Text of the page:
Solanki eases tension before Zimbabwe visit

<preform>England 220-3<BR> Namibia 219-8<BR> England win by 7 wickets</preform>
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The Independent Online

Vikram Solanki's majestic innings of 82 provided England's one-day squad with a pleasant distraction on the eve of their controversial tour of Zimbabwe. Michael Vaughan's team are due to arrive in Harare this evening, on a visit that will see them play five limited-over matches, and, before this performance, Solanki's position in the team may have been in question.

Vikram Solanki's majestic innings of 82 provided England's one-day squad with a pleasant distraction on the eve of their controversial tour of Zimbabwe. Michael Vaughan's team are due to arrive in Harare this evening, on a visit that will see them play five limited-over matches, and, before this performance, Solanki's position in the team may have been in question.

Ian Bell, the highly-rated Warwickshire player, is one of the young batsmen putting Solanki under pressure and he increased his chances of playing in tomorrow's first one-dayer against Zimbabwe with a stylish innings of 51. Together this pair put on 110 runs for the first wicket, a partnership which enabled England to breeze past Namibia's total of 219 for the loss of only three wickets.

This comfortable victory was achieved without the services of Vaughan, Andrew Strauss and Darren Gough, who were all rested. Ashley Giles captained an England side for the first time and had a bucket of iced-water ceremoniously dumped on his head following the victory.

Solanki is becoming something of an enigmatic figure at the top of England's one-day batting order. The Worcestershire captain is a gifted batsmen. He has a wonderful array of strokes and when he bats as he did yesterday one wonders why anybody should ever doubt his place in the side.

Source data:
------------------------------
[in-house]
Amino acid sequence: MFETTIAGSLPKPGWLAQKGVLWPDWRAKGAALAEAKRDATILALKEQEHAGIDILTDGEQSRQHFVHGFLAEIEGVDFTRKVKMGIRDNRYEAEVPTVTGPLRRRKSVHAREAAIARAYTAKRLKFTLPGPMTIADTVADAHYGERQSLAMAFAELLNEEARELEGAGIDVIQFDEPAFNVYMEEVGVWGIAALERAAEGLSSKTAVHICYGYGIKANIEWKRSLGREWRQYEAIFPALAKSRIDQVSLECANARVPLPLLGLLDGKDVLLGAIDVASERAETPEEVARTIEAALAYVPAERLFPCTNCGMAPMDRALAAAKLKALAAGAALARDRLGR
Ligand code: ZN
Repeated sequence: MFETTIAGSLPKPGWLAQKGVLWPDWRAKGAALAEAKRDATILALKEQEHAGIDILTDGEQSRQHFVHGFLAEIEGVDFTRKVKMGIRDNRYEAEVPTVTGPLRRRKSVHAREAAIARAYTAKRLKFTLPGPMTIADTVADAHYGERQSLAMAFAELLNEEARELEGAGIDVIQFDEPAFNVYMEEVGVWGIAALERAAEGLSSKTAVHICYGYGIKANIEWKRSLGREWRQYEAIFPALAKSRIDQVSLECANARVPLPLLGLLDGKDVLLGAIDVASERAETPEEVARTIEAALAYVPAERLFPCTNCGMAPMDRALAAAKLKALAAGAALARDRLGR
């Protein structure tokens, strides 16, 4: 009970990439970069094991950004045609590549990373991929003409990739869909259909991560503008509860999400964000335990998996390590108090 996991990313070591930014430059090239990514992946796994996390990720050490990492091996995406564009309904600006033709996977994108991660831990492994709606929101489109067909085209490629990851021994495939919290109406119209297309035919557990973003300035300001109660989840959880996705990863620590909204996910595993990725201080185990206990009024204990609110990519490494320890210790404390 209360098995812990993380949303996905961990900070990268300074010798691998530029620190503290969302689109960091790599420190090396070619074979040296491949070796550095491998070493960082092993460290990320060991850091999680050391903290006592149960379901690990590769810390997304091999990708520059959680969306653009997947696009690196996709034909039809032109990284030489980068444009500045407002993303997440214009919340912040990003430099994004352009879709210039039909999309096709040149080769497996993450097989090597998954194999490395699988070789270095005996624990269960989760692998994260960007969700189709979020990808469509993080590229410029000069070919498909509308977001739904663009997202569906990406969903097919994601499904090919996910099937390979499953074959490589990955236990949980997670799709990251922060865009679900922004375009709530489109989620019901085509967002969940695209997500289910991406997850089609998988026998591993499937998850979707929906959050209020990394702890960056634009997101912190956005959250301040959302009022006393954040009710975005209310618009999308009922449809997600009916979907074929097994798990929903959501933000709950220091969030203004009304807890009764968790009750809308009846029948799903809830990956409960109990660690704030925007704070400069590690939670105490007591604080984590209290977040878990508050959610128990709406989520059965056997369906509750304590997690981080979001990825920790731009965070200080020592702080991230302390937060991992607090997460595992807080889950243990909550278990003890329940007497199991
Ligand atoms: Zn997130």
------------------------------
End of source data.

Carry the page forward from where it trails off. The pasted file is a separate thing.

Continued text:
The 28 year old has looked equally impressive against bowling attacks far stronger than Namibia's, but to date there have been too many occasions when he has got himself whilst playing a rash shot. This is why his England one-day average is only 22.92.

But there are signs which suggest he is beginning to learn from the mistakes he made earlier in his career. Solanki scored more than 1,000 runs in one-day cricket last summer and he now bats in a far more controlled manner during the early stages of his innings.

And it was this approach which brought him success in the second of England's two warm-up games at the Wanderers Ground, on the outskirts of the Namibian capital. The crowd was small, in comparison to Sunday's full-house, but the 500 spectators were treated to an explosive display once Solanki reached 50.

Reaching this landmark was the signal for the right-hander to open his shoulders and have some fun. Solanki reached his half century off 61 balls but then preceded to smash 32 off the next 15 deliveries he faced.

Deon Kotze, the Namibian captain, took the brunt of Solanki's onslaught and his gentle off-spin was struck over the ropes on three occasions. One of these sixes landed on the roof of an old railway carriage, which acts as a bar at one end of the ground.

Solanki's aggression eventually led to his downfall, but by the time he was stumped England had all but won the game.

Despite being bowled for nought on Sunday, Bell was the more positive of the two to begin with. The 22-year-old got off the mark with a lovely back- foot punch through backward point for four and then proceeded to play several sumptuous drives down the ground. The right-hander's 50 came up off 70 balls, but he lost his wicket when he top-edged a reverse sweep.

The departure of this pair gave Matthew Prior the chance to stake a claim, but he chipped a simple catch to mid-on when the total was 157. The loss of another quick wicket could have caused a bit of panic in the England dressing-room, but Geraint Jones and Kevin Pietersen saw their side home with 6.1 overs remaining.

James Anderson took three wickets during the Namibian innings, but England's bowlers still looked rusty. The Lancashire seamer dismissed Jan-Berrie Burger, Namibia's best batsman, in the first over of the match, but still bowled too many loose balls. Alex Wharf came back strongly after receiving stick in the first match, and but for a final over which conceded 13 runs, would have the most impressive figures.

That Namibia were able to post a competitive total was largely down to the batting of Gerrie Snyman. The right-hander also opens the bowling for his country and is one of several decent cricketers in this improving side.

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